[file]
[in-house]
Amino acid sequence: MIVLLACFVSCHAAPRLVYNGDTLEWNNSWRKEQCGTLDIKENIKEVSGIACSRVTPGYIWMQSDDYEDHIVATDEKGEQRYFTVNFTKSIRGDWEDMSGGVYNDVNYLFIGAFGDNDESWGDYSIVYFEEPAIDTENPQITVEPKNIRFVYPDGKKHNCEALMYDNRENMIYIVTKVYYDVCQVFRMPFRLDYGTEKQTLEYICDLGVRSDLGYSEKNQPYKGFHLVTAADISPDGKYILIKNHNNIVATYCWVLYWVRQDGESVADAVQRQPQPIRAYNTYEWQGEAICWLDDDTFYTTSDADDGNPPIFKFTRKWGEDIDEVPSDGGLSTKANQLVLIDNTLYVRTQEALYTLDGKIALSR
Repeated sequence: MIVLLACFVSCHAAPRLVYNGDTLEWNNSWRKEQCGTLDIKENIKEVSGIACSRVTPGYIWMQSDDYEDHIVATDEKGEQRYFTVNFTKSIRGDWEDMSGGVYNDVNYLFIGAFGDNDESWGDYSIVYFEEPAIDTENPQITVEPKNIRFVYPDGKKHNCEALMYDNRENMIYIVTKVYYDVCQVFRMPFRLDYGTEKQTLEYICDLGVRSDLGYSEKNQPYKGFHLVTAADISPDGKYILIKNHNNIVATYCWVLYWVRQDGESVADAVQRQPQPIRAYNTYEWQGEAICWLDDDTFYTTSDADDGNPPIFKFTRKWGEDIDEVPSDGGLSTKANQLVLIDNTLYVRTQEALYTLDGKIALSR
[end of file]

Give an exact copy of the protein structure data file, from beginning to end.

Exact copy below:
[in-house]
Amino acid sequence: MIVLLACFVSCHAAPRLVYNGDTLEWNNSWRKEQCGTLDIKENIKEVSGIACSRVTPGYIWMQSDDYEDHIVATDEKGEQRYFTVNFTKSIRGDWEDMSGGVYNDVNYLFIGAFGDNDESWGDYSIVYFEEPAIDTENPQITVEPKNIRFVYPDGKKHNCEALMYDNRENMIYIVTKVYYDVCQVFRMPFRLDYGTEKQTLEYICDLGVRSDLGYSEKNQPYKGFHLVTAADISPDGKYILIKNHNNIVATYCWVLYWVRQDGESVADAVQRQPQPIRAYNTYEWQGEAICWLDDDTFYTTSDADDGNPPIFKFTRKWGEDIDEVPSDGGLSTKANQLVLIDNTLYVRTQEALYTLDGKIALSR
Repeated sequence: MIVLLACFVSCHAAPRLVYNGDTLEWNNSWRKEQCGTLDIKENIKEVSGIACSRVTPGYIWMQSDDYEDHIVATDEKGEQRYFTVNFTKSIRGDWEDMSGGVYNDVNYLFIGAFGDNDESWGDYSIVYFEEPAIDTENPQITVEPKNIRFVYPDGKKHNCEALMYDNRENMIYIVTKVYYDVCQVFRMPFRLDYGTEKQTLEYICDLGVRSDLGYSEKNQPYKGFHLVTAADISPDGKYILIKNHNNIVATYCWVLYWVRQDGESVADAVQRQPQPIRAYNTYEWQGEAICWLDDDTFYTTSDADDGNPPIFKFTRKWGEDIDEVPSDGGLSTKANQLVLIDNTLYVRTQEALYTLDGKIALSR